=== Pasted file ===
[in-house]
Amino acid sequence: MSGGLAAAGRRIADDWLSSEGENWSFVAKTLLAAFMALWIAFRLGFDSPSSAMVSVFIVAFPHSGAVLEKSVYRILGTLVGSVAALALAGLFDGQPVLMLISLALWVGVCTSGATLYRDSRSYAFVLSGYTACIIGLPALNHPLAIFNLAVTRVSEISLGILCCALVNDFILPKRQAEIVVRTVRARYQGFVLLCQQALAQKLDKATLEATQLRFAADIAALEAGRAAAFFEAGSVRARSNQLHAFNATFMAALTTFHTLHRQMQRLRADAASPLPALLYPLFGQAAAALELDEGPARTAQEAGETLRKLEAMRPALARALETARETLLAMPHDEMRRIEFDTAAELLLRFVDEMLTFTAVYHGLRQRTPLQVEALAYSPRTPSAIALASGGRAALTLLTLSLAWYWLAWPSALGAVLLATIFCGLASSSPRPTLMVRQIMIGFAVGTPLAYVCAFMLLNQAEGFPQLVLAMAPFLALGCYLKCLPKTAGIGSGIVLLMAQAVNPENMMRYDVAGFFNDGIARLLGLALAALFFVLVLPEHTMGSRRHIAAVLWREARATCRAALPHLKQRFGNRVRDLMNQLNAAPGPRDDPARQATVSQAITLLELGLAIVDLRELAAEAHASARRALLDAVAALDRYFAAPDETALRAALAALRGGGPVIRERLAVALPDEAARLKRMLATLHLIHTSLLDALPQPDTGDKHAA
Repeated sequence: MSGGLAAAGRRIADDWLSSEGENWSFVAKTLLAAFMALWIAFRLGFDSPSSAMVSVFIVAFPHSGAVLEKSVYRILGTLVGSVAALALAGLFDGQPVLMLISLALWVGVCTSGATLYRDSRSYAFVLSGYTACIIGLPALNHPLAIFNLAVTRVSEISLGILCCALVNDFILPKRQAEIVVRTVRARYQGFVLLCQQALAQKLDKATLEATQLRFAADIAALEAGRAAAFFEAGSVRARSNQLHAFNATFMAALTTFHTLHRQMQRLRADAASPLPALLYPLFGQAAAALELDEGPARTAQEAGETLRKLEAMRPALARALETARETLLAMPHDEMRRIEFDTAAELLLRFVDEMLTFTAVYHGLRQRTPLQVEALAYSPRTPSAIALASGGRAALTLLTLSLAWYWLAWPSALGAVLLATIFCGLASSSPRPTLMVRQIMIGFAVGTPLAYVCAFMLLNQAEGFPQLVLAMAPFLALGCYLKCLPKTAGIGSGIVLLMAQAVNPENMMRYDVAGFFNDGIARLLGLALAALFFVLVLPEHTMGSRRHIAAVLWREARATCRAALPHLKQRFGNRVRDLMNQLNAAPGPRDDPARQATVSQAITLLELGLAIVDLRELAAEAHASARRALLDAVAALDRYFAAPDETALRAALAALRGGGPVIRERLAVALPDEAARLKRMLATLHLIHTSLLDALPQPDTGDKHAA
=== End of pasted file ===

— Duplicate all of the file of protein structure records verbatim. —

[in-house]
Amino acid sequence: MSGGLAAAGRRIADDWLSSEGENWSFVAKTLLAAFMALWIAFRLGFDSPSSAMVSVFIVAFPHSGAVLEKSVYRILGTLVGSVAALALAGLFDGQPVLMLISLALWVGVCTSGATLYRDSRSYAFVLSGYTACIIGLPALNHPLAIFNLAVTRVSEISLGILCCALVNDFILPKRQAEIVVRTVRARYQGFVLLCQQALAQKLDKATLEATQLRFAADIAALEAGRAAAFFEAGSVRARSNQLHAFNATFMAALTTFHTLHRQMQRLRADAASPLPALLYPLFGQAAAALELDEGPARTAQEAGETLRKLEAMRPALARALETARETLLAMPHDEMRRIEFDTAAELLLRFVDEMLTFTAVYHGLRQRTPLQVEALAYSPRTPSAIALASGGRAALTLLTLSLAWYWLAWPSALGAVLLATIFCGLASSSPRPTLMVRQIMIGFAVGTPLAYVCAFMLLNQAEGFPQLVLAMAPFLALGCYLKCLPKTAGIGSGIVLLMAQAVNPENMMRYDVAGFFNDGIARLLGLALAALFFVLVLPEHTMGSRRHIAAVLWREARATCRAALPHLKQRFGNRVRDLMNQLNAAPGPRDDPARQATVSQAITLLELGLAIVDLRELAAEAHASARRALLDAVAALDRYFAAPDETALRAALAALRGGGPVIRERLAVALPDEAARLKRMLATLHLIHTSLLDALPQPDTGDKHAA
Repeated sequence: MSGGLAAAGRRIADDWLSSEGENWSFVAKTLLAAFMALWIAFRLGFDSPSSAMVSVFIVAFPHSGAVLEKSVYRILGTLVGSVAALALAGLFDGQPVLMLISLALWVGVCTSGATLYRDSRSYAFVLSGYTACIIGLPALNHPLAIFNLAVTRVSEISLGILCCALVNDFILPKRQAEIVVRTVRARYQGFVLLCQQALAQKLDKATLEATQLRFAADIAALEAGRAAAFFEAGSVRARSNQLHAFNATFMAALTTFHTLHRQMQRLRADAASPLPALLYPLFGQAAAALELDEGPARTAQEAGETLRKLEAMRPALARALETARETLLAMPHDEMRRIEFDTAAELLLRFVDEMLTFTAVYHGLRQRTPLQVEALAYSPRTPSAIALASGGRAALTLLTLSLAWYWLAWPSALGAVLLATIFCGLASSSPRPTLMVRQIMIGFAVGTPLAYVCAFMLLNQAEGFPQLVLAMAPFLALGCYLKCLPKTAGIGSGIVLLMAQAVNPENMMRYDVAGFFNDGIARLLGLALAALFFVLVLPEHTMGSRRHIAAVLWREARATCRAALPHLKQRFGNRVRDLMNQLNAAPGPRDDPARQATVSQAITLLELGLAIVDLRELAAEAHASARRALLDAVAALDRYFAAPDETALRAALAALRGGGPVIRERLAVALPDEAARLKRMLATLHLIHTSLLDALPQPDTGDKHAA